This book is a profile of Israel, a real-life profile.
I thought it needed no introduction, nor any opening, interpretation, or background. I wanted its stories, the "cases" of the people and the groups, to stand as separate units, as in a collection of photographs combined into an album. The documents could speak for themselves, and the readers would find their own personal meaning in each. It may be a bad habit, but in art books or photograph collections I rarely want to read the instructions written by others, who have already gone through what I am going to experience. Sometimes, however, I am interested in the introduction afterward.
Presenting the material of this book to readers of a foreign culture made some words of explanation indispensable, to be read either before or after the cases and interviews. The reader may choose his or her own preferred order, starting with the emotional account ("The Unfinished Business of War in Israel"), the descriptive report ("Peaceful Conversations About the War"), or the more intellectual discussion (the introduction to each section, and the first part of the book).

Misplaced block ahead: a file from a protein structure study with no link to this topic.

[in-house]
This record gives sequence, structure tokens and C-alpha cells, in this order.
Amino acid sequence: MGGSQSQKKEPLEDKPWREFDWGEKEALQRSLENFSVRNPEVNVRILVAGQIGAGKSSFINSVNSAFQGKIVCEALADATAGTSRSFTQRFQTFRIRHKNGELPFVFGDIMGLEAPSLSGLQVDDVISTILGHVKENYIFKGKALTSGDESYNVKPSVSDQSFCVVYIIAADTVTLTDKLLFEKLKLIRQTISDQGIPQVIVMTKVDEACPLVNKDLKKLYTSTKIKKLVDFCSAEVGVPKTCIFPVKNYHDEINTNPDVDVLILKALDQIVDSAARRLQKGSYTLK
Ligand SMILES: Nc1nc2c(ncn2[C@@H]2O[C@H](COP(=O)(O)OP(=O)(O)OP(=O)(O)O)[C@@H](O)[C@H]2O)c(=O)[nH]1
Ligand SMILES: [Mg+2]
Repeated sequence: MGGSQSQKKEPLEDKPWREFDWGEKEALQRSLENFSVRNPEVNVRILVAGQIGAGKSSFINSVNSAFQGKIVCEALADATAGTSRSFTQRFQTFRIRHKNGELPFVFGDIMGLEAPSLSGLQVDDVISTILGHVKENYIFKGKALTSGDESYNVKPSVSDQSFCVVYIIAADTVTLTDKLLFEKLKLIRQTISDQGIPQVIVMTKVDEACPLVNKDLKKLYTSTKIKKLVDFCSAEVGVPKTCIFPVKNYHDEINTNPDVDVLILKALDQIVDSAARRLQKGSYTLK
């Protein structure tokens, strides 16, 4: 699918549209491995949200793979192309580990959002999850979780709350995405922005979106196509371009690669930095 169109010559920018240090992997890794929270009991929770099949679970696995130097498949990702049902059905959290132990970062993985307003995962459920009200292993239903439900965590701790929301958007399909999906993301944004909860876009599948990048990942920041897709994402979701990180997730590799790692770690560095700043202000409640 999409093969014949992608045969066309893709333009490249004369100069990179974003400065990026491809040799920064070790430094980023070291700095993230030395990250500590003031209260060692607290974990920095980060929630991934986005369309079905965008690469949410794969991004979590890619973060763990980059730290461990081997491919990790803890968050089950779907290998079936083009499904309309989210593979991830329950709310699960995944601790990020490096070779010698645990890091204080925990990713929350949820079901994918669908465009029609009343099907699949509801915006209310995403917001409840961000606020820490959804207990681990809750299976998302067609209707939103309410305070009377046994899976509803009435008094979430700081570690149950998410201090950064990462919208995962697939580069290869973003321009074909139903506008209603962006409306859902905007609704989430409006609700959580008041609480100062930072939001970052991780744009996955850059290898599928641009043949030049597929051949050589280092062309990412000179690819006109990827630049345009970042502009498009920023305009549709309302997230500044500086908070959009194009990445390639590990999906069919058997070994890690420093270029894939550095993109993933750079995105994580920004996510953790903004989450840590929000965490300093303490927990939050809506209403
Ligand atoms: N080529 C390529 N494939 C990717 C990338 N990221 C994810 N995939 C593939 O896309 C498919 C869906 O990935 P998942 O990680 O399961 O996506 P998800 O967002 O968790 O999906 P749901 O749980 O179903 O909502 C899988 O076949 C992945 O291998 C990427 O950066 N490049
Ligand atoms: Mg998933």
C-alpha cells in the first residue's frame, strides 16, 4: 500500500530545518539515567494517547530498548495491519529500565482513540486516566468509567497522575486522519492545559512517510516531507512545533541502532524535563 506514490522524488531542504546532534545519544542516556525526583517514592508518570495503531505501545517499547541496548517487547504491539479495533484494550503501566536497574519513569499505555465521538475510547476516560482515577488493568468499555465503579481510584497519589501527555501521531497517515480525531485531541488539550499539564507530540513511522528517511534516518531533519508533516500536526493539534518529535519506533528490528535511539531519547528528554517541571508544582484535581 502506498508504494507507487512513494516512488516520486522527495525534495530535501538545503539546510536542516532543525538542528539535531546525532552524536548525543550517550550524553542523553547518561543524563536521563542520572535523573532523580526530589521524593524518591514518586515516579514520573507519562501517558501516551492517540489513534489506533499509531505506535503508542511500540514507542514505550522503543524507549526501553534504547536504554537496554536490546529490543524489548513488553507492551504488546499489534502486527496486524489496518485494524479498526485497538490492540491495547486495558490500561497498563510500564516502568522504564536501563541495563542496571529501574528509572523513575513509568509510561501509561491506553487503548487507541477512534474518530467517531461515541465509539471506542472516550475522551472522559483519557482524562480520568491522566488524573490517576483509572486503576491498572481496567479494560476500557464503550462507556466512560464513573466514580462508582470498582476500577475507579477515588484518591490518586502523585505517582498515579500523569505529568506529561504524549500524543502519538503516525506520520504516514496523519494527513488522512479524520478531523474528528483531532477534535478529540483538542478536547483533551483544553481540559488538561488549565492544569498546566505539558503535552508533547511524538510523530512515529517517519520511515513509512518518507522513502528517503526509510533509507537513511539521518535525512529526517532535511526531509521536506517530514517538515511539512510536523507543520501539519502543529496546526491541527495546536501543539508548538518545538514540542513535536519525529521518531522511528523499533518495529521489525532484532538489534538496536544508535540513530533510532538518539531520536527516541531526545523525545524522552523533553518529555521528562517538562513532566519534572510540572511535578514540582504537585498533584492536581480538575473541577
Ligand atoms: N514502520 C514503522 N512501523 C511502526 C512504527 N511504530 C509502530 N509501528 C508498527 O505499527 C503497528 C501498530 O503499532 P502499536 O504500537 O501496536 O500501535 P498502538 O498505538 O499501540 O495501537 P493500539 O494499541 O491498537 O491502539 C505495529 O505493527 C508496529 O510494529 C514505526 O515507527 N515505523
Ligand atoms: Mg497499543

In the records collected and presented for the book, I served in at least two distinct roles: that of the therapist, group leader, or interviewer on the one hand, and that of the observer, recorder,* and writer of the group encounters on the other. A third unmanifested role I frequently took was that of the client, with whom I identified and through whom I sometimes coped with my personal dilemmas, with or without total awareness of this process. This is, apparently, the situation of the participant____________________
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Publication information: Book title: Tin Soldiers on Jerusalem Beach. Contributors: Amia Lieblich - Author. Publisher: Pantheon books. Place of publication: New York. Publication year: 1978. Page number: vii.
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